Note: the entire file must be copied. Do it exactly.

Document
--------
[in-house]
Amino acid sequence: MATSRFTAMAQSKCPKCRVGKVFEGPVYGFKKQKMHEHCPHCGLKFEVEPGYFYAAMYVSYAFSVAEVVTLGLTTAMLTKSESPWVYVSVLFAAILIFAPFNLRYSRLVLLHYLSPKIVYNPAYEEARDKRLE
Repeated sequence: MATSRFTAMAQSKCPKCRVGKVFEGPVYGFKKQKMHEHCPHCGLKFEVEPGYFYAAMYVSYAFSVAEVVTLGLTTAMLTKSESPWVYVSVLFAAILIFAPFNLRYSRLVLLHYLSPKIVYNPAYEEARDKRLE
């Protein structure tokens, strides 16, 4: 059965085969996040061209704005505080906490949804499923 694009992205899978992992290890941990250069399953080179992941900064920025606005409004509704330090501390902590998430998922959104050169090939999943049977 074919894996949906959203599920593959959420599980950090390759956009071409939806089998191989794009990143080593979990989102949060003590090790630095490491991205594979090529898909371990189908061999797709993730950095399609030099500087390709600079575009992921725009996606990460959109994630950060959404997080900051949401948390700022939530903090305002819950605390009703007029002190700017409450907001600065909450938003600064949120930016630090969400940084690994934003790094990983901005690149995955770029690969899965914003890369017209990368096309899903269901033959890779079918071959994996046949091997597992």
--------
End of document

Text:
[in-house]
Amino acid sequence: MATSRFTAMAQSKCPKCRVGKVFEGPVYGFKKQKMHEHCPHCGLKFEVEPGYFYAAMYVSYAFSVAEVVTLGLTTAMLTKSESPWVYVSVLFAAILIFAPFNLRYSRLVLLHYLSPKIVYNPAYEEARDKRLE
Repeated sequence: MATSRFTAMAQSKCPKCRVGKVFEGPVYGFKKQKMHEHCPHCGLKFEVEPGYFYAAMYVSYAFSVAEVVTLGLTTAMLTKSESPWVYVSVLFAAILIFAPFNLRYSRLVLLHYLSPKIVYNPAYEEARDKRLE
């Protein structure tokens, strides 16, 4: 059965085969996040061209704005505080906490949804499923 694009992205899978992992290890941990250069399953080179992941900064920025606005409004509704330090501390902590998430998922959104050169090939999943049977 074919894996949906959203599920593959959420599980950090390759956009071409939806089998191989794009990143080593979990989102949060003590090790630095490491991205594979090529898909371990189908061999797709993730950095399609030099500087390709600079575009992921725009996606990460959109994630950060959404997080900051949401948390700022939530903090305002819950605390009703007029002190700017409450907001600065909450938003600064949120930016630090969400940084690994934003790094990983901005690149995955770029690969899965914003890369017209990368096309899903269901033959890779079918071959994996046949091997597992």